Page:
ISSUE 4, January 2003
Editorial
History: The Wilde Oxford Mason
Captain Courageous: Mason Eric Moody's Horror Flight
Travel: Weekend Tonic
Quarterly Communication: Address by the Pro Grand Master and Report of the Board of General Purposes
Supreme Grand Chapter
   Charity News: Grand Charity and New Masonic Samaritan Fund and RMBI - Making the Difference and New Masonic Samaritan Fund - In Safe Hands
Spring lecture season: Library & Museum of Freemasonry; Cornerstone Society; Canonbury Masonic Research Centre; Sheffield University
Library and Museum: News
Letters
Gardening
Book reviews

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Tissue Engineering Offers Hope for Millions
The Grand Charity has approved a grant of 50,000 to support the Imperial College Tissue Engineering Centre in this important research work.
    Injury and diseases of the skeleton cause untold suffering because the skeleton is the framework that supports the body and enables us to deal with everyday stresses and strains. There is no real cure.
    Current treatments using biphosphonates and anabolic steroids cause unacceptable side-effects. Bones and joints damaged by injury and disease are currently repaired by bone or cartilage grafts, fixation devices and prostheses. But these methods are high maintenance and often require further surgery (for example, second hip replacements).
    Tissue engineering is a branch of science that is beginning to provide new answers. It is a relatively new multidisciplinary science that develops methods for growing tissues outside the body. These new tissues can be implanted back into the body to restore or replace the function of damaged or diseased tissues.
    The general principle involves combining living cells with a natural or synthetic scaffold to produce a three-dimensional living tissue construct, which mimics the tissue it has been designed to replace.
    This can make tissues grow in such a way that they more precisely match the requirements of the individual in terms of size, shape and immunological compatibility, minimising the need for further treatment.
    Professor Julia Polak, Director of Imperial College Tissue Engineering and Regenerative Medicine Centre, says: 'Degenerative diseases affecting the skeleton, such as osteoporosis, affect millions of people in the UK.
    'A recent Lancet article predicts an increase in the incidence of such diseases as more and more of us live to late old age. We are developing techniques which encourage the body's own regenerative processes by repopulating diseased bone with healthy cells.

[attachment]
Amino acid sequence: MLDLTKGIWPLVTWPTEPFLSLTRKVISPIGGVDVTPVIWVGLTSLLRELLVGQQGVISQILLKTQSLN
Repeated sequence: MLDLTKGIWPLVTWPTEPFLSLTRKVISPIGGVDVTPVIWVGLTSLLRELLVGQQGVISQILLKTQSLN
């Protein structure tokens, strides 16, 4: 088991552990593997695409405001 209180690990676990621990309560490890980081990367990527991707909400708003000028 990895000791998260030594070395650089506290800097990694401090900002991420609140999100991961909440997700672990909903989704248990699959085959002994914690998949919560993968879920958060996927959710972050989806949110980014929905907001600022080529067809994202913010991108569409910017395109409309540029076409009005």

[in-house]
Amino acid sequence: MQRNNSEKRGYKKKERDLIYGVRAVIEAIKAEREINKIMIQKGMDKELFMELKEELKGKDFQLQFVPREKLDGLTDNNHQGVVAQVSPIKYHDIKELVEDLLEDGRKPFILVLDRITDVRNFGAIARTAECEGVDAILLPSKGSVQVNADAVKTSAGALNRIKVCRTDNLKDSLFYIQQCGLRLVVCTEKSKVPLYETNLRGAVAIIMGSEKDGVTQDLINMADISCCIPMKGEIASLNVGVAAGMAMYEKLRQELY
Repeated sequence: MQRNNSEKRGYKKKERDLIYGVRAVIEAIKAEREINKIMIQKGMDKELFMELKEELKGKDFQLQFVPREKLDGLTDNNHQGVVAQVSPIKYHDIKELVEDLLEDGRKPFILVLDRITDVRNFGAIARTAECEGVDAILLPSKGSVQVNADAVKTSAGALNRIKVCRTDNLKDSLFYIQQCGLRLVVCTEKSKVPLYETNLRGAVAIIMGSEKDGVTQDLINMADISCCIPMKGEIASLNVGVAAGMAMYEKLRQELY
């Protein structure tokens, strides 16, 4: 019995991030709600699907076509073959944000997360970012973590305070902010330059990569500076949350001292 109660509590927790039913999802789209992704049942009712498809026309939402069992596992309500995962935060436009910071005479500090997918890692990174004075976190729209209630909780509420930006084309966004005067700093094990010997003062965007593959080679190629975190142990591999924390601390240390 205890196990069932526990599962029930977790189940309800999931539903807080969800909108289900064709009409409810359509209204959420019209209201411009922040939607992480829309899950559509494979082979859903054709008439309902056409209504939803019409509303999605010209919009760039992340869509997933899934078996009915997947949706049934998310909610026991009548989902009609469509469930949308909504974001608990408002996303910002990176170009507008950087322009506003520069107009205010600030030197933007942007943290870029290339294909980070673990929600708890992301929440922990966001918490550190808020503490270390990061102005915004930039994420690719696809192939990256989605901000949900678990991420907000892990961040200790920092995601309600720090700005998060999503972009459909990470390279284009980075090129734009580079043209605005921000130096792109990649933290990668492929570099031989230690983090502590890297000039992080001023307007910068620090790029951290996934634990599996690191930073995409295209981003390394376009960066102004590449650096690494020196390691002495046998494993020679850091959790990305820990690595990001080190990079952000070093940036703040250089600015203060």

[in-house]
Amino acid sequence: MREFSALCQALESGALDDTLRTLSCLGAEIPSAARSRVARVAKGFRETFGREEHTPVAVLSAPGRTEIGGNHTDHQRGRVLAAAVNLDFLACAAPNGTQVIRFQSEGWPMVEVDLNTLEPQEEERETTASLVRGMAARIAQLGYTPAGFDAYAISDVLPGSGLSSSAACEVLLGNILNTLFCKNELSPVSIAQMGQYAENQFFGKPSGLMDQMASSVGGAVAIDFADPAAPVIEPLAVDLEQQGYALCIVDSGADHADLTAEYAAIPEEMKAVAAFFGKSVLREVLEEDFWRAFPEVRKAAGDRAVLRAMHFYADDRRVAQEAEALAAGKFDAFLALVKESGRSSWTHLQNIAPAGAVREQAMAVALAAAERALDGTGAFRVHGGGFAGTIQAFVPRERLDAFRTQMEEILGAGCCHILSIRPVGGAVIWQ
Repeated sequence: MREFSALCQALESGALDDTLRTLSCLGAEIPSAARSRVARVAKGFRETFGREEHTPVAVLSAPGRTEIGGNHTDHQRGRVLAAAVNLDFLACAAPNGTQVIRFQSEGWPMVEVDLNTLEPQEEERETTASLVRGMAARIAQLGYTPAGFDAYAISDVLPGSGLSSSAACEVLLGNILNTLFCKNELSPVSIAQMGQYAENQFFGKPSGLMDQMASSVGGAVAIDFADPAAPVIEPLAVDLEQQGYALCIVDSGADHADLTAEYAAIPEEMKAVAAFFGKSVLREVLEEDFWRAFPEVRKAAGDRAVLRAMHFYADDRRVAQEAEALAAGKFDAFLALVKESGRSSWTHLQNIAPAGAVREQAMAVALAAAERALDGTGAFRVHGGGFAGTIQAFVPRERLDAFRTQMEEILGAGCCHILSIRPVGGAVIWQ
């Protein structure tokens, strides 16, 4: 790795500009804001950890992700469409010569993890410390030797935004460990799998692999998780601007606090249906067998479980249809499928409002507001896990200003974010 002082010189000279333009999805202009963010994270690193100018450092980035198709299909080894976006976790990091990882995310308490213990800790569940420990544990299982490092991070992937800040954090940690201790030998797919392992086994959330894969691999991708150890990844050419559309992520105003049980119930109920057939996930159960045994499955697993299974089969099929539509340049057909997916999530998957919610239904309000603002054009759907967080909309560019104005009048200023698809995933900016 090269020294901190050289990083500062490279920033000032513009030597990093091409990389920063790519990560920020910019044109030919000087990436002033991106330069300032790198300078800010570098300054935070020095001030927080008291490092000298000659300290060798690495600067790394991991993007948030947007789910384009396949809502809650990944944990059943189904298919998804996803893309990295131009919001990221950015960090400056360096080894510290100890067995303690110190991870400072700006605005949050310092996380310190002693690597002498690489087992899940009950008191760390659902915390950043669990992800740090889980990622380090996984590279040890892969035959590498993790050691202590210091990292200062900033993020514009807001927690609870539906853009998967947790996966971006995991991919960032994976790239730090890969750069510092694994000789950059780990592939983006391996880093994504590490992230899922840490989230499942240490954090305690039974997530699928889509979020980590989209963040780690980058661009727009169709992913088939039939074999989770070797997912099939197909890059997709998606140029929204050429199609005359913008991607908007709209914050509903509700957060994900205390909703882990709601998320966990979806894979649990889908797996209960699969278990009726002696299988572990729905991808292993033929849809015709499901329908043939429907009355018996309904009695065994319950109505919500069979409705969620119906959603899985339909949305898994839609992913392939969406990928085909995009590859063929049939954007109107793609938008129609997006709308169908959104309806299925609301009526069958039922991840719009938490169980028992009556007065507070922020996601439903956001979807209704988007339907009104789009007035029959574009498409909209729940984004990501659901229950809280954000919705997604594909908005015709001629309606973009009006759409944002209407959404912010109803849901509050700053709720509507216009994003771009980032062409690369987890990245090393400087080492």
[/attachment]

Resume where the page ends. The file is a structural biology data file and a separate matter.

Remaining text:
'The support of the Grand Charity is vital in giving us the flexibility we need to develop this groundbreaking technology.'

New Masonic Samaritan Fund Achieves Record Year
There are two good reasons to celebrate a wonderful year for the New Masonic Samaritan Fund.
    For the first time, the level of funding granted to applicants exceed 3m and the Province of Staffordshire achieved the magnificent total of 2,539,294. The support provided by the Fund, which is only made possible by the generosity of so many, continues to be of immediate and real benefit to those who are sick and in need.
    During the past financial year the Petitions Committee of the Fund approved support to 524 individuals. Many have heartwarming stories to tell and many have written to express their thanks.
    One letter in particular serves to highlight not only the benefits of the support provided by the Fund, but also the increasing benefits of cooperation between the charities.
    During a recent presentation to Lodge almoners by a member of staff from the Fund, publicity was given to the Grand Charity Grant in support of drug treatment for degenerative diseases. As a result of a question raised at that presentation, a 45-year-old MS sufferer is now being funded for the supply of beta interferon seven years after the NHS assessed him as a suitable candidate for treatment.
    Success in this particular case was only possible due to the tenacity of the almoner who thought to raise the case in the first place. As the applicant himself said: 'It is with the utmost gratitude and heartfelt thanks that I am writing to you for allowing me the opportunity to have Beta Interferon Treatment for my MS.
    'It is now some seven years since I was assessed and deemed a prime candidate for this treatment. Since then my wife, my family and myself have tried many avenues in order to get the drug.
    'My case has been raised on radio, TV, newspapers and ultimately in Parliament... all to no avail. I have even heard that my name has been in newspapers as far away as Canada, but alas I am not unique, as many hundreds have fought the same fight.
    'With grateful thanks and the help of your organisation, I am due to start the treatment within days. During the last seven years I have become increasingly more disabled and my world has become smaller, hopefully this treatment will arrest this downward spiral.'

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